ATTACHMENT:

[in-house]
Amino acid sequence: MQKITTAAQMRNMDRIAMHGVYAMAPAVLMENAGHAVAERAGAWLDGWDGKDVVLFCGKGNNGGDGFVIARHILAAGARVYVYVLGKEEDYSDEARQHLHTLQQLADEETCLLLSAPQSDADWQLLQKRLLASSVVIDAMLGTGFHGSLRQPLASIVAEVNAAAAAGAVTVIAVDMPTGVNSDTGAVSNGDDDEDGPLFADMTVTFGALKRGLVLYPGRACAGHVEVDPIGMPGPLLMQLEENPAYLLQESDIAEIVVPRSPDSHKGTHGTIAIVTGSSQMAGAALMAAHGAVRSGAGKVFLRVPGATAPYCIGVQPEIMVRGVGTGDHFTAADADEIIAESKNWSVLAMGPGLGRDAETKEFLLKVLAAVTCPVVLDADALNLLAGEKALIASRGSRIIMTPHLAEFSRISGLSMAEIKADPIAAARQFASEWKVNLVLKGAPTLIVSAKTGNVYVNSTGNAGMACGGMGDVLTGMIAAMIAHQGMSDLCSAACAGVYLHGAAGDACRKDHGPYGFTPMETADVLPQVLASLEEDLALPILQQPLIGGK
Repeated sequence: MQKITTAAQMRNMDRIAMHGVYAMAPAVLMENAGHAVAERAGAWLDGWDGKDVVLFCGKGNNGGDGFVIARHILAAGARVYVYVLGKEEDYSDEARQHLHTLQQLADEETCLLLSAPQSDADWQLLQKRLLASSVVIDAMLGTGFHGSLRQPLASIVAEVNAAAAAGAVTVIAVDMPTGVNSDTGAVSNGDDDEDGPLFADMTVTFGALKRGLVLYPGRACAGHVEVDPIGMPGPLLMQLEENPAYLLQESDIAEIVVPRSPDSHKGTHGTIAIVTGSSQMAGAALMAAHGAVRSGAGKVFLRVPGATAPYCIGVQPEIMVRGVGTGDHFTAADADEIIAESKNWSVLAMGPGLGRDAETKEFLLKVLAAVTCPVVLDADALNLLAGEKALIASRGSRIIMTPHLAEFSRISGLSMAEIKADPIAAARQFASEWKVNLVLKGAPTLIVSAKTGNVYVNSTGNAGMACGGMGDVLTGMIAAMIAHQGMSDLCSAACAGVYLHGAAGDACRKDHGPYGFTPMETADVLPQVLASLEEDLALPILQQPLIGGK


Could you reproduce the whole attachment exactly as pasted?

[in-house]
Amino acid sequence: MQKITTAAQMRNMDRIAMHGVYAMAPAVLMENAGHAVAERAGAWLDGWDGKDVVLFCGKGNNGGDGFVIARHILAAGARVYVYVLGKEEDYSDEARQHLHTLQQLADEETCLLLSAPQSDADWQLLQKRLLASSVVIDAMLGTGFHGSLRQPLASIVAEVNAAAAAGAVTVIAVDMPTGVNSDTGAVSNGDDDEDGPLFADMTVTFGALKRGLVLYPGRACAGHVEVDPIGMPGPLLMQLEENPAYLLQESDIAEIVVPRSPDSHKGTHGTIAIVTGSSQMAGAALMAAHGAVRSGAGKVFLRVPGATAPYCIGVQPEIMVRGVGTGDHFTAADADEIIAESKNWSVLAMGPGLGRDAETKEFLLKVLAAVTCPVVLDADALNLLAGEKALIASRGSRIIMTPHLAEFSRISGLSMAEIKADPIAAARQFASEWKVNLVLKGAPTLIVSAKTGNVYVNSTGNAGMACGGMGDVLTGMIAAMIAHQGMSDLCSAACAGVYLHGAAGDACRKDHGPYGFTPMETADVLPQVLASLEEDLALPILQQPLIGGK
Repeated sequence: MQKITTAAQMRNMDRIAMHGVYAMAPAVLMENAGHAVAERAGAWLDGWDGKDVVLFCGKGNNGGDGFVIARHILAAGARVYVYVLGKEEDYSDEARQHLHTLQQLADEETCLLLSAPQSDADWQLLQKRLLASSVVIDAMLGTGFHGSLRQPLASIVAEVNAAAAAGAVTVIAVDMPTGVNSDTGAVSNGDDDEDGPLFADMTVTFGALKRGLVLYPGRACAGHVEVDPIGMPGPLLMQLEENPAYLLQESDIAEIVVPRSPDSHKGTHGTIAIVTGSSQMAGAALMAAHGAVRSGAGKVFLRVPGATAPYCIGVQPEIMVRGVGTGDHFTAADADEIIAESKNWSVLAMGPGLGRDAETKEFLLKVLAAVTCPVVLDADALNLLAGEKALIASRGSRIIMTPHLAEFSRISGLSMAEIKADPIAAARQFASEWKVNLVLKGAPTLIVSAKTGNVYVNSTGNAGMACGGMGDVLTGMIAAMIAHQGMSDLCSAACAGVYLHGAAGDACRKDHGPYGFTPMETADVLPQVLASLEEDLALPILQQPLIGGK